Journal of Cutaneous and Aesthetic Surgery

COMMENTARY
Year
: 2014  |  Volume : 7  |  Issue : 2  |  Page : 85--86

Management of infantile hemangiomas


Kavitha K Reddy 
 Department of Dermatology, Boston University School of Medicine, Boston, Massachusetts, USA

Correspondence Address:
Dr. Kavitha K Reddy
Director of Dermatologic Surgery, Department of Dermatology, Boston University School of Medicine, Boston, Massachusetts
USA




How to cite this article:
Reddy KK. Management of infantile hemangiomas.J Cutan Aesthet Surg 2014;7:85-86


How to cite this URL:
Reddy KK. Management of infantile hemangiomas. J Cutan Aesthet Surg [serial online] 2014 [cited 2022 Oct 4 ];7:85-86
Available from: https://www.jcasonline.com/text.asp?2014/7/2/85/138325


Full Text

Infantile hemangiomas (IH) are common vascular tumors that represent a significant treatment challenge for physicians and families. In this issue, Sethuraman and colleagues review current management options for affected pediatric patients. [1] Fortunately, parents of children affected by uncomplicated IH may be reassured by the natural course of spontaneous involution. As the authors correctly describe, the first step in IH management is careful assessment and monitoring to identify the subset of IH that are at risk for complications, such as impingement on important or vital structures, impairment of normal development, association with multi-system syndromes, visceral involvement, effects on cardiac or metabolic function, disfigurement, or poor cosmetic outcomes. [2] Once the decision for treatment is made, a medical evaluation and identification of the depth of IH allows one to select an appropriate treatment or combination of treatments. Early treatment significantly improves outcomes in high-risk IH and may be initiated at the first appearance of IH. [2] Because IH are dynamic lesions which may at various points have a deep component, superficial component, ulceration, obstruction of adjacent structures, or in the final stage, cosmetically bothersome telangiectasias or fibrofatty residuum, the treatment modalities and doses or settings utilized must periodically be reconsidered and modified as the IH changes and based on its response.

As the authors rightly conclude, oral propranolol has become a standard management option for deep or complicated IH, and has gained favor over the previously common treatment with systemic corticosteroids. Recently, the United States Food and Drug Administration granted approval for the treatment of IH using oral propranolol. Adverse effects, while they appear to be uncommon when patients are appropriately screened and monitored, include hypoglycemia, bronchospasm, risk of stroke in PHACES syndrome, and cardiac concerns. [3] As our group has discussed, the child's caregiver(s) must be educated in and be diligent about giving the precisely-measured weight-based dose and guard against double-dosing mistakes .[2] For IH with both superficial and deep components, combination treatment using propranolol and pulsed dye laser (PDL) has been shown to improve overall clearance and may allow for reduced cumulative doses of propranolol. [2]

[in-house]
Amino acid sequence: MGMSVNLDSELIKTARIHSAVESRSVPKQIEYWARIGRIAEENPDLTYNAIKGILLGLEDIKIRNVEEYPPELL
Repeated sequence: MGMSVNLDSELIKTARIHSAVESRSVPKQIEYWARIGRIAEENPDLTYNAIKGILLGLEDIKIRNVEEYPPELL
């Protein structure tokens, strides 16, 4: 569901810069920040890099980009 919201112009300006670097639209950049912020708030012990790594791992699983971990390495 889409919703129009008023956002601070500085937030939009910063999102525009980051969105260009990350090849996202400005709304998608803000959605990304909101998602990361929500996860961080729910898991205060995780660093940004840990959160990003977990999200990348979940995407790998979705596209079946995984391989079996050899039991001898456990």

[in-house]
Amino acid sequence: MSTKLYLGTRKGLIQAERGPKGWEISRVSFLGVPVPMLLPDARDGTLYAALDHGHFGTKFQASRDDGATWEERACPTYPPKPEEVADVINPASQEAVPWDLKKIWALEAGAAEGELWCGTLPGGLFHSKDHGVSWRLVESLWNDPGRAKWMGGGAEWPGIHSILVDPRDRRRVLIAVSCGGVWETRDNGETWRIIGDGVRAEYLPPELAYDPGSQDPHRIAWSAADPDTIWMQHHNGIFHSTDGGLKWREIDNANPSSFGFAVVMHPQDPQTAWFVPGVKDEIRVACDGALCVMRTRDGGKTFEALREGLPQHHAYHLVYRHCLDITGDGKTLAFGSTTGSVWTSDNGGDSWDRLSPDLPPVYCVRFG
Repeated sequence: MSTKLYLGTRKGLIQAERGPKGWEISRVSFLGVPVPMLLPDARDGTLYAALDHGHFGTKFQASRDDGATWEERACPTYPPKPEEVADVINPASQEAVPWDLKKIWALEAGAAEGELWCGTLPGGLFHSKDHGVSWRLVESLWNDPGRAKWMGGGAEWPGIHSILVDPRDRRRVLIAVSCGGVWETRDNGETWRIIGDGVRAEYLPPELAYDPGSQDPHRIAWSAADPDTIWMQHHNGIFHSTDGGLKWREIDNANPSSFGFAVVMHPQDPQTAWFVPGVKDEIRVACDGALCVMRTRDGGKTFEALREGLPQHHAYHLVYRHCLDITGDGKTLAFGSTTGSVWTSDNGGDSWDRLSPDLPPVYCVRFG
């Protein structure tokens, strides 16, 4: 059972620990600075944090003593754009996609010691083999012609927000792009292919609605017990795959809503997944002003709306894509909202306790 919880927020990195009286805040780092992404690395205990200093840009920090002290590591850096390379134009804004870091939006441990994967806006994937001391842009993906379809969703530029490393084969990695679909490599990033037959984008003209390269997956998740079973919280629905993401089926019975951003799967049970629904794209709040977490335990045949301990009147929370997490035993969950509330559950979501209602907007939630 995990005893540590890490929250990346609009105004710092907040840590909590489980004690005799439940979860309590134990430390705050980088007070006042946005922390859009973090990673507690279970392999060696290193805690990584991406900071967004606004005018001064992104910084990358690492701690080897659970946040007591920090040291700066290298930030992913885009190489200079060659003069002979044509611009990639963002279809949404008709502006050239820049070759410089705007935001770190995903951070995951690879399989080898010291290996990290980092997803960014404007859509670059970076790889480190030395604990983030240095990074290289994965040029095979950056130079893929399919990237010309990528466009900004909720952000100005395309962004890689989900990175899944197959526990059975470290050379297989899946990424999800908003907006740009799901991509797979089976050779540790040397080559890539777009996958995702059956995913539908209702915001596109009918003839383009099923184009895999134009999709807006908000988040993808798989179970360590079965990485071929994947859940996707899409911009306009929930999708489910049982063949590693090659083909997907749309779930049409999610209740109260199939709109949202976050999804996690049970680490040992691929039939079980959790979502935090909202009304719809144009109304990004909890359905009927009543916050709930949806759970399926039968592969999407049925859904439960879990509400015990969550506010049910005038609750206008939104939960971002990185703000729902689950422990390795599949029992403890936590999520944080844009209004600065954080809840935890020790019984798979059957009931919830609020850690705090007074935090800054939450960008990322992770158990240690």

In superficial IH, PDL remains the most studied and effective treatment option. While the authors note PDL is used for ulcerated IH and for post-involution telangiectasia, PDL is additionally regularly used for early treatment of superficial IH from onset throughout the growth phase. PDL demonstrates excellent results and a well-established safety profile. Melanin is also targeted by PDL wavelengths; increased caution, including longer pulse durations, should be applied in darker skin types. Settings and appropriate candidates are well-described in the literature. Treatment using Nd:YAG laser may be considered, though the safety of Nd:YAG is less reliable. [4] Experts agree that topical or local anti-angiogenic drugs, such as topical timolol and imiquimod, are also an excellent alternative to non-intervention in superficial IH, and with laser-assisted drug delivery techniques, are being explored as an option for deep IH. [5] To treat fibrofatty residuum after involution of IH, ablative fractional resurfacing represents an effective non-surgical option. [6]

As awareness and recognition of infantile hemangioma risks and treatment options continues to grow, optimal management using early, and appropriately selected traditional or emerging therapies will allow us to provide superior outcomes for our young patients and their families.

References

1Sethuraman G, Yenamandra VK, Gupta V. Management of Infantile hemangiomas: Current Trends. J Cutan Aesthet Surg 2014;7:75-85.
2Reddy KK, Blei F, Brauer JA, Waner M, Anolik R, Bernstein L, et al. Retrospective study of the treatment of infantile hemangiomas using a combination of propranolol and pulsed dye laser. Dermatol Surg 2013;39:923-33.
3Marqueling AL, Oza V, Frieden IJ, Puttgen KB. Propranolol and infantile hemangiomas four years later: A systematic review. Pediatr Dermatol 2013;30:182-91.
4Alcantara-Gonzalez J, Boixeda P, Truchuelo-Diez MT, Perez-Garcia B, Alonso-Castro L, Jaen Olasolo P. Infantile hemangiomas treated by sequential application of pulsed dye laser and Nd:YAG laser radiation: A retrospective study. Acta Dermosifiliogr 2013;104:504-11.
5Ma G, Wu P, Lin X, Chen H, Hu X, Jin Y, et al. Fractional carbon dioxide laser-assisted drug delivery of topical timolol solution for the treatment of deep infantile hemangioma: A pilot study. Pediatr Dermatol 2014;31:286-91.
6Brightman LA, Brauer JA, Terushkin V, Hunzeker C, Reddy KK, Weiss ET, et al. Ablative fractional resurfacing for involuted hemangioma residuum. Arch Dermatol 2012;148:1294-8.